Former Safaricom CEO Michael Joseph once referred to Kenyans as “a peculiar lot”. These sentiments were seen as an insult and they drew immediate harsh rejoinders, including attacks on his personality.
But that notwithstanding, can we claim that we are not peculiar?
The Longman Dictionary of Contemporary English defines peculiar as follows: strange, unfamiliar, a little surprising. It also says that peculiar may also mean behaving in a slightly crazy way.
This post aims to prove that we are indeed peculiar. It focuses on only one of our daily activities, namely, how we use our Kenyan roads, either as a driver, pedestrian or rider. Future posts may feature our craziness when performing other activities.
The inconsiderate driver
You are driving comfortably ready to turn when suddenly a car, or motorbike speeds up and cuts you off, and then slows down when they get in front of you! Isn’t this just crazy? Or may be the act could be justified: his wife may have just gone into labor. You never know. It could also be a secret agent rushing to diffuse a bomb before it destroys all life on planet earth!
The fast drivers
Then there are the fast drivers who, as soon as the light turns green, there’s impatient honking. You decide you are not going to be intimidated and therefore you continue driving the speed limit. Very soon, however, the impatient driver overtakes at high speed, shows you middle finger and then cuts in dangerously in front of you. But it is consoling when, a few kilometers down the road, you meet the same driver at a police road block pleading his innocence hard and swearing that he never drives beyond 80 kilometers an hour even on highways. What is annoying is that, if this driver doesn’t get caught by cops for over-speeding, you might find his car packed a couple of kilometers down the road with the driver outside the car either pissing, smoking, chatting with a friend, or making his order for roast meat at a food kiosk. Then you drive for another five kilometers and the same car overtakes you again at high speed. Isn’t this a fine example of strange.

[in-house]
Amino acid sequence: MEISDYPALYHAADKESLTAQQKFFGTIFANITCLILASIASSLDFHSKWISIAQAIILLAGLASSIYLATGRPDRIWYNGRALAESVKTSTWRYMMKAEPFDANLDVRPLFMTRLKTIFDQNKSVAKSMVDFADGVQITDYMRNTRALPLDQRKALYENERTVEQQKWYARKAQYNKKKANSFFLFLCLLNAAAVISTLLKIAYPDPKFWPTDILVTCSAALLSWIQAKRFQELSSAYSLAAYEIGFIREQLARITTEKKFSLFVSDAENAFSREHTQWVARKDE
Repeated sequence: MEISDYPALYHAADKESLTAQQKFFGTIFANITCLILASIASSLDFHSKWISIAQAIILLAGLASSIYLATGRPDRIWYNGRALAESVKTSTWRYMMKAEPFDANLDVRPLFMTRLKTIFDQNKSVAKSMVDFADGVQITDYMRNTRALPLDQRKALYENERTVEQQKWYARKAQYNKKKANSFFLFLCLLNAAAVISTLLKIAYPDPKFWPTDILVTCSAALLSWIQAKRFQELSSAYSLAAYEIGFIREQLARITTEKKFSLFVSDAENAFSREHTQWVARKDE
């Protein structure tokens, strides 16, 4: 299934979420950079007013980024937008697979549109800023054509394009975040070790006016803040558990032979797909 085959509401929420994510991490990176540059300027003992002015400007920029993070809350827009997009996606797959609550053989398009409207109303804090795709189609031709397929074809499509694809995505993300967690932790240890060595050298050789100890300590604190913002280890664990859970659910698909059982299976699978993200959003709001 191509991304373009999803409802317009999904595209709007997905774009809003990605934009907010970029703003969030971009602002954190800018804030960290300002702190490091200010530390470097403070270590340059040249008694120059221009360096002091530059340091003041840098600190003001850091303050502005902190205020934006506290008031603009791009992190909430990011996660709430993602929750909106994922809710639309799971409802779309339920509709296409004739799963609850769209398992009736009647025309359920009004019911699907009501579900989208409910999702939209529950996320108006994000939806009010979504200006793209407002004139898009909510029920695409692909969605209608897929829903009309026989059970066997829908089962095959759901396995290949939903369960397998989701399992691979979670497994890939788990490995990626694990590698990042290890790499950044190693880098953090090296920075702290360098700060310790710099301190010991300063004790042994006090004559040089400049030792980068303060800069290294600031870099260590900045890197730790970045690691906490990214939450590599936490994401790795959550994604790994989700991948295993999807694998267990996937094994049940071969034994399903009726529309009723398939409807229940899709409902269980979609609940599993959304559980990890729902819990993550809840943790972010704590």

The reckless phone talkers
What about the reckless phone talkers and the very slow drivers? The car in front was being driven within limits. All of a sudden, it slows down to speeds less than five kilometers an hour. This slows you down so much that irritation sets in but you give him/her the benefit of the doubt. The driver could be suffering from a medical condition. But soon enough you discover that he is on the phone, talking or reading SMS. Why can’t the guy pull his car to the side of the road and talk, or SMS. Being patient with these people is extremely hard.
The sadist driver
There is also that driver who I prefer to call ‘a sadist’. He is driving very slowly, you have driven behind him for a few kilometers and now you are tired. It is time to overtake him but the minute it is clear to him that you want to overtake him he increases speed and thwarts all your attempts at overtaking him.
The hazardous driver
Then there are the khat (miraa)-carrying Probox® cars and police escorts for VIP motorcades (or even cash) being driven at extremely high speeds with headlights and sirens flashing and driving on the wrong side of the road. Has it ever occurred to these guys that some of the drivers on the road have weak hearts and may succumb to the scare they cause? Why should they put the lives of other road users at risk just because they want to get there earlier. Why didn’t they start the journey yesterday?